The Politics of Catastrophe in the Ancient and Modern Worlds: Although we understand pandemics, wars, and natural disasters from a scientific perspective, we still struggle with how to cope with them. Niall will reflect on how our Greek and Roman ancestors handled disasters, and what tips they may provide on how to process tragedy.


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SATURDAY, August 21, 2021

3:30–4:30 pm EST

Angie Hobbs

Professor of the Public Understanding of Philosophy at the University of Sheffield, Angie has published widely in ancient philosophy and literature, including Plato and the Hero (C.U.P). and most recently, Plato’s Republic: a Ladybird Expert Book. Angie also contributes to radio and TV programs, has spoken at the World Economic Forum at Davos, the Houses of Parliament, the Scottish Parliament, and at Westminster Abbey. She was a judge of the Man Booker International Prize 2019 and was on the World Economic Forum Global Future Council 2018-9 for Values, Ethics, and Innovation.

Decline and Fall: Plato on the Collapse of Empires and States: Plato's fascination with how states are destroyed - by natural disasters as well as by human failings - and how they can be rebuilt is explored in other dialogues, such as the Statesman and the Laws. In his depiction of the legendary city of Atlantis in the Timaeus and Critias - a legend almost entirely invented by Plato - he also turns his attention to empires, examining the moral degeneration which underlies the defeat of the mighty Atlantaean empire by the much smaller, poorer but morally superior pre-historic Athens.


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SATURDAY, August 21, 2021

4:30–5:30 pm EST

Aaron Smith

Fellow and Instructor at the Ayn Rand Institute. He received his PhD in philosophy from Johns Hopkins University, focusing on Aristotle’s theory of knowledge. Prior to joining the Ayn Rand Institute in 2013, he was a visiting assistant professor of philosophy at the University of Maryland, Baltimore County, where he taught ancient Greek philosophy, moral theory, and epistemology.

Philosophic Ideals and the Fate of a Nation: Many today acknowledge that America is not in a healthy condition. For some, America was once great but is declining and must find a way back to its former greatness. For others, America is founded on pervasive social injustices that must be uprooted if the nation is to become great. But if America was once great, what made it so — what ideals must we fight for to restore its greatness? If America is rooted in injustice, what ideals must be enshrined for it to become a just society? This talk explores Ayn Rand’s perspective on the role of philosophic ideals in shaping the fate of a nation, and what happens when a nation lacks ideals – or its professed ideals are hollow.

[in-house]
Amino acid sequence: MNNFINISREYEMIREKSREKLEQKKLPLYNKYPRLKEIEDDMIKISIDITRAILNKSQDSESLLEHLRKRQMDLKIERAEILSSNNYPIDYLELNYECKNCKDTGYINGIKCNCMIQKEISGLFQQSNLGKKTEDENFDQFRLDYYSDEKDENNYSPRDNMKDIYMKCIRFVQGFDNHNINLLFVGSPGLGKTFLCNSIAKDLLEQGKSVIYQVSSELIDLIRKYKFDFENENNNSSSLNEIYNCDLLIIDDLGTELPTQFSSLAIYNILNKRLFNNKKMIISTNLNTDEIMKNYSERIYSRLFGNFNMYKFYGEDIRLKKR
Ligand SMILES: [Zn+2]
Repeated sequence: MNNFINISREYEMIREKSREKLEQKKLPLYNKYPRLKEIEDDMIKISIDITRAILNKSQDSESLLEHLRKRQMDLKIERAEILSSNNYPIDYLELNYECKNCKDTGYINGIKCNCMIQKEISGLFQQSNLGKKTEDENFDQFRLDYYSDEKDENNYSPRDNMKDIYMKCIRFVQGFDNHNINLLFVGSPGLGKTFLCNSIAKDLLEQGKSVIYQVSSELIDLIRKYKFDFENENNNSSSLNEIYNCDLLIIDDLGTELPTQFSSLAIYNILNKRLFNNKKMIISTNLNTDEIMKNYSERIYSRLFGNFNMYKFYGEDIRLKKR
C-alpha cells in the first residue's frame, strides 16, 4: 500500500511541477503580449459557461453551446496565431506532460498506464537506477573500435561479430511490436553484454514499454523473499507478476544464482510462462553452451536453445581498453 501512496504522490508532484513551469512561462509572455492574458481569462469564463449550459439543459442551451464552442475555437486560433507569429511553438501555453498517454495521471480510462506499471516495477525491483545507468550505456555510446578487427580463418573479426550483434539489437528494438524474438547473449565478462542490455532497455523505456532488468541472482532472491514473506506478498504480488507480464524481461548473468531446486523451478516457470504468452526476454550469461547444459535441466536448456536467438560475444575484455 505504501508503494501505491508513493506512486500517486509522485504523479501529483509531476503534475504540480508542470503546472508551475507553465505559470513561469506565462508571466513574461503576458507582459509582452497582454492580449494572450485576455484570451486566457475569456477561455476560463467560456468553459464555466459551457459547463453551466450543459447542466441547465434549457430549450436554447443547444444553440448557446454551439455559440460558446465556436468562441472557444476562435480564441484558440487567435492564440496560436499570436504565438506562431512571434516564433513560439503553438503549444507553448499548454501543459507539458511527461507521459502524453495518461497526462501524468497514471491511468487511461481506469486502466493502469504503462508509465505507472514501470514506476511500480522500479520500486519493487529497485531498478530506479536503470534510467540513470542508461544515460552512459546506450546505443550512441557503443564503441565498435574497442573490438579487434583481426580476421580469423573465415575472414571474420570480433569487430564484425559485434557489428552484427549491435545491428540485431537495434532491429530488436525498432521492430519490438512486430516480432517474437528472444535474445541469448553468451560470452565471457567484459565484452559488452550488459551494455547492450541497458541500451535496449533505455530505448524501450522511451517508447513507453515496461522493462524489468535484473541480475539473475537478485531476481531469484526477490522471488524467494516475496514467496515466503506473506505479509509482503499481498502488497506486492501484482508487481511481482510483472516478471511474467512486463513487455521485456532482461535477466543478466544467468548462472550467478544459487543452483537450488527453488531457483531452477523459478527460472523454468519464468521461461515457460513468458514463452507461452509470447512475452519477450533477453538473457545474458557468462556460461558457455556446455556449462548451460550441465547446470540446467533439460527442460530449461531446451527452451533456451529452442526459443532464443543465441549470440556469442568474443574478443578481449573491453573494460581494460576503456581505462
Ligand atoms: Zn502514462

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SATURDAY, August 21, 2021

5:30 - 6:00 pm EST

LIVE: Wine Tasting | Bonner Private Wine Club

What's a Symposium without wine? Simply a meeting...

This being a true Symposium (or as close as we could make it), the Bonner Private Wine Partnership has partnered with Classical Wisdom to provide a selection of the finest wines for you to enjoy.

SATURDAY, August 21, 2021

6-7 pm EST

PANEL DISCUSSION: Do states and empires end differently? What can their deaths teach us today?


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SUNDAY, August 22, 2021

10:30-11:30 am EST

Stephen Dando-Collins

Stephen Dando-Collins is the multi-award-winning Australian-born author of 45 books, mostly historical nonfiction, published around the world in numerous languages. The majority of his works deal with Roman, Greek and Persian history. His Cyrus the Great, the biography of the founder of the Persian Empire, won the Silver Award for Biography in the 2020 Indie Awards in the US. His latest book, published in the US in July by Turner, is Conquering Jerusalem: The Roman Campaign to Crush the Jewish Revolt of AD 66-73, which will be followed in November by Constantine at the Bridge: How the Battle of the Milvian Bridge Created Christian Rome.

Cyrus the Great and the Persian Empire: Description to Come


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SUNDAY, August 22, 2021